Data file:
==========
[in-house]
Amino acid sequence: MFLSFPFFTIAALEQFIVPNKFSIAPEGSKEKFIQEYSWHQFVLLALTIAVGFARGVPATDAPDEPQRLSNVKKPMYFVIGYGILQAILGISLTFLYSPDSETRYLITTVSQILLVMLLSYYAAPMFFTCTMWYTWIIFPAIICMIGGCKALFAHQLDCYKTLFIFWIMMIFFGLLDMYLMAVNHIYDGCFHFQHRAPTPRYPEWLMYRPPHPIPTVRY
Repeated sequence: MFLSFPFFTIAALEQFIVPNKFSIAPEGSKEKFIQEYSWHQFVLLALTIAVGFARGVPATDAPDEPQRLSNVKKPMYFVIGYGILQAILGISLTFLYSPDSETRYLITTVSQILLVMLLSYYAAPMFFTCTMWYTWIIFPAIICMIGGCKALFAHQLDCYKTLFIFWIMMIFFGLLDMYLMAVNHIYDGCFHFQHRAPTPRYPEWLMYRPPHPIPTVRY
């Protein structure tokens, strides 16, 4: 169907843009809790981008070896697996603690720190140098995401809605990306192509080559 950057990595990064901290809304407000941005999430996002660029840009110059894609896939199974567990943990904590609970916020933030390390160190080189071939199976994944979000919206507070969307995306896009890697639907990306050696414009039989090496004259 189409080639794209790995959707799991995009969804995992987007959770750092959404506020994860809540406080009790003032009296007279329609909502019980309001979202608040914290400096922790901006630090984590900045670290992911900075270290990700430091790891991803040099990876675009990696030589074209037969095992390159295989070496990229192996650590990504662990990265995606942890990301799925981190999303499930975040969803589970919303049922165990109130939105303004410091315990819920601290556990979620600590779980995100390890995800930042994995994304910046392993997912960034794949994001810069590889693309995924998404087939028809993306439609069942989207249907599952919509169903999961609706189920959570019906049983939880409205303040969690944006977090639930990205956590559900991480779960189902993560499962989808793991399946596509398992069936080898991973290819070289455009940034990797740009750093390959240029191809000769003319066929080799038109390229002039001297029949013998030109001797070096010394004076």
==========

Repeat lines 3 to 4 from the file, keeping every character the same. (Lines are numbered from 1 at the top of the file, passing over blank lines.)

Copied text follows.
Repeated sequence: MFLSFPFFTIAALEQFIVPNKFSIAPEGSKEKFIQEYSWHQFVLLALTIAVGFARGVPATDAPDEPQRLSNVKKPMYFVIGYGILQAILGISLTFLYSPDSETRYLITTVSQILLVMLLSYYAAPMFFTCTMWYTWIIFPAIICMIGGCKALFAHQLDCYKTLFIFWIMMIFFGLLDMYLMAVNHIYDGCFHFQHRAPTPRYPEWLMYRPPHPIPTVRY
């Protein structure tokens, strides 16, 4: 169907843009809790981008070896697996603690720190140098995401809605990306192509080559 950057990595990064901290809304407000941005999430996002660029840009110059894609896939199974567990943990904590609970916020933030390390160190080189071939199976994944979000919206507070969307995306896009890697639907990306050696414009039989090496004259 189409080639794209790995959707799991995009969804995992987007959770750092959404506020994860809540406080009790003032009296007279329609909502019980309001979202608040914290400096922790901006630090984590900045670290992911900075270290990700430091790891991803040099990876675009990696030589074209037969095992390159295989070496990229192996650590990504662990990265995606942890990301799925981190999303499930975040969803589970919303049922165990109130939105303004410091315990819920601290556990979620600590779980995100390890995800930042994995994304910046392993997912960034794949994001810069590889693309995924998404087939028809993306439609069942989207249907599952919509169903999961609706189920959570019906049983939880409205303040969690944006977090639930990205956590559900991480779960189902993560499962989808793991399946596509398992069936080898991973290819070289455009940034990797740009750093390959240029191809000769003319066929080799038109390229002039001297029949013998030109001797070096010394004076």